Capelis XC-12

From Wikipedia, the free encyclopedia
Jump to: navigation, search
XC-12
Capelis XC-12.jpg
Role Transport
Manufacturer Capelis Safety Airplane Company Ltd.
Designer John Younger
Introduction 1933
Status Scrapped
Number built 1

The Capelis XC-12 was a failed 1933 aircraft design that most notably was used as a prop in the 1939 film Five Came Back with Chester Morris and Lucille Ball, the 1942 war film The Flying Tigers starring John Wayne,[1] and the 1942–1943 war film Immortal Sergeant with Henry Fonda, Thomas Mitchell, and Maureen O'Hara. The aircraft featured unusual twin horizontal tail structures supported by three vertical tail surfaces. Construction and finishing methods involved using sheet metal screws which ultimately led to the abandoning of the project.

Design and development[edit]

The original design by Socrates H. Capelis was issued U. S. patent #1,745,600 in 1930. The patent comprised a modified application with a half-span dorsal wing mounted rearward and on top of the cabin two additional engines mounted on the wings. The project was funded by local Greek restaurateurs as a promotional aircraft; it was constructed with help from University of California students.[2]

A less radical design by Dr. John E. Younger featured all-metal construction; the aircraft was built as an all-metal, low-wing, retractable gear, twin engine transport with a triple vertical tail supporting a dual (biplane arrangement) horizontal stabilizer. The wing used a large box-spar construction with corrugated skin panels. The partly retracting landing gear extended automatically when the throttle was closed.[3]

Following a 1938 incident, the XC-12 was modified at Glendale, California: The forward slanting eight-piece windshield was modified to a four piece that slanted rearward, and the passenger windows were squared off to look more like a Douglas DC-3.

Operational history[edit]

On April 15, 1938, the XC-12 suffered minor damage from a forced landing after running out of fuel while flying over Fresno, California. The main wing spar construction was bolted together, and many of the metal skin panels were attached with PK sheet metal screws rather than with permanent rivets. These tended to vibrate loose, requiring tightening or replacing every few flights, constituting a safety hazard that would later ground the aircraft. With promotional tours abandoned after the 1938 crash, the aircraft's flying career was over.

The XC-12 was then purchased by RKO in March 1939, after which the studio's insurance company permanently grounded the aircraft. Used as a full-size prop, the transport appeared only in ground roles in RKO's feature films made during World War II; flying sequences used a scale XC-12 shooting miniature. The aircraft became a RKO back lot relic, falling into worse repair during the 1940s until it was completely scrapped some time around 1950. The XC-12 miniature continued to be used in later feature films.[4]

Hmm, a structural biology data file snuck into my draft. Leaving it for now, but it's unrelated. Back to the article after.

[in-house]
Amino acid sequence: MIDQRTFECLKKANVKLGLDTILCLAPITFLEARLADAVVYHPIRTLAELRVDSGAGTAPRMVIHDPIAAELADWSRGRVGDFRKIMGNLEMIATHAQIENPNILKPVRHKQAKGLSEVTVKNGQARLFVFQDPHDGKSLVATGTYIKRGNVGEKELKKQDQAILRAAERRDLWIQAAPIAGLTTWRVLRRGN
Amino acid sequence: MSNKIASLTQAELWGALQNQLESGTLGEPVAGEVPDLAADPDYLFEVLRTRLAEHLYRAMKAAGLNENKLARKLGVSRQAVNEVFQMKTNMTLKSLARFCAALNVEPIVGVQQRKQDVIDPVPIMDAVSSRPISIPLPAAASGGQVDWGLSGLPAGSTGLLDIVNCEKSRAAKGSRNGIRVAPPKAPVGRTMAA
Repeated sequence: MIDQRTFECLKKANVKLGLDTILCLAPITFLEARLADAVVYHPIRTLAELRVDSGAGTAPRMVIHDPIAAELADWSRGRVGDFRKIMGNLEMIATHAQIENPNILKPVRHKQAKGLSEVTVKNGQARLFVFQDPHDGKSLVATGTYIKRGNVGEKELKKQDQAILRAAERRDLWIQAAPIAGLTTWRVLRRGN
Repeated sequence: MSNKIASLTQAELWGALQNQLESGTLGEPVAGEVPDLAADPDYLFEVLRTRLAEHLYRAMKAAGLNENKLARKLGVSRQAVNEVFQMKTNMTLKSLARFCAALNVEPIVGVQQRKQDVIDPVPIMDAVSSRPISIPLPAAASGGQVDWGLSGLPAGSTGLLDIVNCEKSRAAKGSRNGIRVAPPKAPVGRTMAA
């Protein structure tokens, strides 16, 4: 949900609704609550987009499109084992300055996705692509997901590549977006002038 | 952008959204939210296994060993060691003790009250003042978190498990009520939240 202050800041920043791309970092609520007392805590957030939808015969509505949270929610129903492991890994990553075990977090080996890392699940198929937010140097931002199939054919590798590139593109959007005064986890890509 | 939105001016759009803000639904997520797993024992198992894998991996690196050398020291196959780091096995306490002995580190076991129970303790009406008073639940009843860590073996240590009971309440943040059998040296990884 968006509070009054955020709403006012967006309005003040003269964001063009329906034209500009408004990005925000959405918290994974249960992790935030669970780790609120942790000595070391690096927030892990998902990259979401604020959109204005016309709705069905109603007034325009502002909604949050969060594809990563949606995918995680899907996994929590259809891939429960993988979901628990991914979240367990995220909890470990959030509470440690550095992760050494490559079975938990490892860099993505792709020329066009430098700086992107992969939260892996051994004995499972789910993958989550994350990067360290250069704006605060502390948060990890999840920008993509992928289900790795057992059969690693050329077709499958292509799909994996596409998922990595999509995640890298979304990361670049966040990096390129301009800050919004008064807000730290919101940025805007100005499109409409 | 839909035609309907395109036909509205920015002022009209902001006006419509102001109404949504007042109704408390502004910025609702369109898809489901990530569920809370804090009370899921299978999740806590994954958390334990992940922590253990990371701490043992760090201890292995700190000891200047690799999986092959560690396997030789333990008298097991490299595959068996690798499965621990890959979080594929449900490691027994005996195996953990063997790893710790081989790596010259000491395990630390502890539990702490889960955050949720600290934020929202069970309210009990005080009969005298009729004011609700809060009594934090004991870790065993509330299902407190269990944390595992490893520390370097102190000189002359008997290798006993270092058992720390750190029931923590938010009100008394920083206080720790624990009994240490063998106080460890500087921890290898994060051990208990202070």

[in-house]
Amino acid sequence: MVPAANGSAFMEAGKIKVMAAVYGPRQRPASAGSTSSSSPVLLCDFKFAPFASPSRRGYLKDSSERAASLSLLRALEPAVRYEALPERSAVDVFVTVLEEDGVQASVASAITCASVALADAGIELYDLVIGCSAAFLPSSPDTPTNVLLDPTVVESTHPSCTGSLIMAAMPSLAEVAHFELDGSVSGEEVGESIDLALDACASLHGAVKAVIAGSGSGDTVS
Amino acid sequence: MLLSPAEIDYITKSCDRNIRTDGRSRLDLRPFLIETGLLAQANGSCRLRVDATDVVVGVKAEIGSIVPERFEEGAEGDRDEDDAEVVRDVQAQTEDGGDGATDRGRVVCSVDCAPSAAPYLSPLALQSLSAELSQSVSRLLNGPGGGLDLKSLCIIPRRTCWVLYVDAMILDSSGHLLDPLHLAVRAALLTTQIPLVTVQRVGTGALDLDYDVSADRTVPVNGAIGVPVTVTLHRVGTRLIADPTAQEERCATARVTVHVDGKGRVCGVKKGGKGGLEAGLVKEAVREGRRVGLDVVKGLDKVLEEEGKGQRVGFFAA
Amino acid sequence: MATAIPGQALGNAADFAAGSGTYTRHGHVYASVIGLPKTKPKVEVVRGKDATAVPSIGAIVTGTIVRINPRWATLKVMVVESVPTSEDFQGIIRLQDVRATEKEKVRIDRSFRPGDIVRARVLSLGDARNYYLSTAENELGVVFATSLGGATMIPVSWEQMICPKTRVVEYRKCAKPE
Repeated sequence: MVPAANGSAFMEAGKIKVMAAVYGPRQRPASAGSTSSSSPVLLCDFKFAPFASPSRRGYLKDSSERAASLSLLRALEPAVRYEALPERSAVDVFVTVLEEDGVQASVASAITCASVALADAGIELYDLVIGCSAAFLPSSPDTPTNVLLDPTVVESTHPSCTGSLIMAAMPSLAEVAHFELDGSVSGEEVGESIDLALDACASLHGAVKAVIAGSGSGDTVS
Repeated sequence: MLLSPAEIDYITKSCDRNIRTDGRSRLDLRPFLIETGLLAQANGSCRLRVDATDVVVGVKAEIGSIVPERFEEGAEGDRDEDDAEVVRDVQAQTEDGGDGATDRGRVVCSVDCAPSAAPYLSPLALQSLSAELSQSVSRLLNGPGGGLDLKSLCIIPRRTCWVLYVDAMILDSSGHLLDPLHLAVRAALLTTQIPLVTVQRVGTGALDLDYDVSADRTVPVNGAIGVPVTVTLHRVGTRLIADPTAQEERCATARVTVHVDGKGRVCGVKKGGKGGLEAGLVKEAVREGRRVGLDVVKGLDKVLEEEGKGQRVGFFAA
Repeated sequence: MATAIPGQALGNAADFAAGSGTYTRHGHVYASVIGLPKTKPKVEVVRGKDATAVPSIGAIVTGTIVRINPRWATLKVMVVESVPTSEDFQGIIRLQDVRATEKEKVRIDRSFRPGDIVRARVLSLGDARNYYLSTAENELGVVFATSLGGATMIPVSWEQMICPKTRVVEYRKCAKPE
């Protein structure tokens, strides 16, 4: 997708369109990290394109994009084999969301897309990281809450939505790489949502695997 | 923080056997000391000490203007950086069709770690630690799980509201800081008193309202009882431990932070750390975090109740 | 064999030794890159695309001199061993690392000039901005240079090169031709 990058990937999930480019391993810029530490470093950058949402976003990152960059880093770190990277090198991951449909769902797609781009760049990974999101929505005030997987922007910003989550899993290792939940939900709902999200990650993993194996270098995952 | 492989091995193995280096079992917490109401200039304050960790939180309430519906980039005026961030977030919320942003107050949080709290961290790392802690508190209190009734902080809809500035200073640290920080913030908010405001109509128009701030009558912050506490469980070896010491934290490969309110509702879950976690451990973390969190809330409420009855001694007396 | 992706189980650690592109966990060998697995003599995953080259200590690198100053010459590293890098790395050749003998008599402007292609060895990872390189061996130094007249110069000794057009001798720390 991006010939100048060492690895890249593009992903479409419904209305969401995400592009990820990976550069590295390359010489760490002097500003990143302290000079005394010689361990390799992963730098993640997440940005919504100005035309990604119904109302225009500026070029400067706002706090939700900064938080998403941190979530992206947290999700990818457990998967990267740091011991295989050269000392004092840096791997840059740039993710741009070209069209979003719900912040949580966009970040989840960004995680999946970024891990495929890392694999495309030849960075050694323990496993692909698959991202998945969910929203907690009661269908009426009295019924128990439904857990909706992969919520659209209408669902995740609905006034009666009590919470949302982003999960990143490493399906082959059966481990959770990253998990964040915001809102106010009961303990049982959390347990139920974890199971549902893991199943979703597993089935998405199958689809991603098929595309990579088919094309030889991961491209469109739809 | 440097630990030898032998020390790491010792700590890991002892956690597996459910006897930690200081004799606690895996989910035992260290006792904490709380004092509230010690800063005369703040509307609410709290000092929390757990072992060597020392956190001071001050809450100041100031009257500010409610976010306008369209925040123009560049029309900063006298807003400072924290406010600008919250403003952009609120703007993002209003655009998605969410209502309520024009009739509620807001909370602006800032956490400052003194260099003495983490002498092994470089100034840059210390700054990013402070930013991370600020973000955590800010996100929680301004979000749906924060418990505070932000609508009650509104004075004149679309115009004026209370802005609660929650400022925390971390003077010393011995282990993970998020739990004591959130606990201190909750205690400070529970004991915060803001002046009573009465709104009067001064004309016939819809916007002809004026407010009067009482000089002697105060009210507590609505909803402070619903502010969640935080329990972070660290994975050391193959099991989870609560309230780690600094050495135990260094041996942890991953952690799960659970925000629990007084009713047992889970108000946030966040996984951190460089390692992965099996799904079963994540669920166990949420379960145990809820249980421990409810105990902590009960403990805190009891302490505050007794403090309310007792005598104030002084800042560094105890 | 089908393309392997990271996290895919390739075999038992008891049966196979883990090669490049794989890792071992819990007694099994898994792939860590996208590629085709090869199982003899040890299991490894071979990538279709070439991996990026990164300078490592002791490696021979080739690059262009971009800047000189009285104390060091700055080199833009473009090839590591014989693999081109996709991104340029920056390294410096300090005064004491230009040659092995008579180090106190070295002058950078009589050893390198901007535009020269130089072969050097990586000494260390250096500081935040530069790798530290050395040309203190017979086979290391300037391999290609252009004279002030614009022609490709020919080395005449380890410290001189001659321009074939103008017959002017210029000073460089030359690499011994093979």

Filmography[edit]

The XC-12 pictured in background on the film poster, indicating the prominent use of the aircraft in the film.

Specifications (XC-12)[edit]

Data from skyways

General characteristics

  • Capacity: 12
  • Length: 42 ft (13 m)
  • Wingspan: 55 ft (17 m)
  • Height: 12 ft (3.7 m)
  • Wing area: 500 sq ft (46 m2)
  • Airfoil: Modified USA 45
  • Empty weight: 6,500 lb (2,948 kg)
  • Gross weight: 9,500 lb (4,309 kg)
  • Fuel capacity: 145 gal
  • Powerplant: 2 × Wright Cyclone R-1750 Radial, 525 hp (391 kW) each
  • Propellers: 2-bladed

Performance

  • Maximum speed: 191 kn; 354 km/h (220 mph)
  • Cruise speed: 165 kn; 306 km/h (190 mph)
  • Stall speed: 53 kn; 98 km/h (61 mph)
  • Service ceiling: 28,000 ft (8,500 m)

See also[edit]

Aircraft of comparable role, configuration and era

References[edit]

Notes[edit]

  1. ^ Hughes 2012, p. 44.
  2. ^ Gunston 1994, p. 70.
  3. ^ Raymond, John and Fred Freeman. "The Cape Capelis. XC-12 Safety Airplane." Skyways, October 1995.
  4. ^ Farmer 1984, p. 40.
  5. ^ a b Boyne, Walter J. Airline Pilot, Volume 51, 1982.

Bibliography[edit]

  • Farmer, James H. Broken Wings: Hollywood's Air Crashes. Missoula, Montana: Pictorial Histories Pub. Co., 1984. ISBN 978-0-933126-46-6.
  • Gunston, Bill. World Encyclopaedia of Aircraft Manufacturers: From the Pioneers to the Present Day. Annapolis, Maryland: US Naval Institute Press, 1994. ISBN 978-1-55750-939-0.
  • Hughes, Howard. When Eagles Dared: The Filmgoers' History of World War II. London: I. B. Tauris, 2012. ISBN 978-1-84885-650-9.
  • Wynne, H. Hugh. The Motion Picture Stunt Pilots and Hollywood's Classic Aviation Movies. Missoula, Montana: Pictorial Histories Publishing Co., 1987. ISBN 0-933126-85-9.

External links[edit]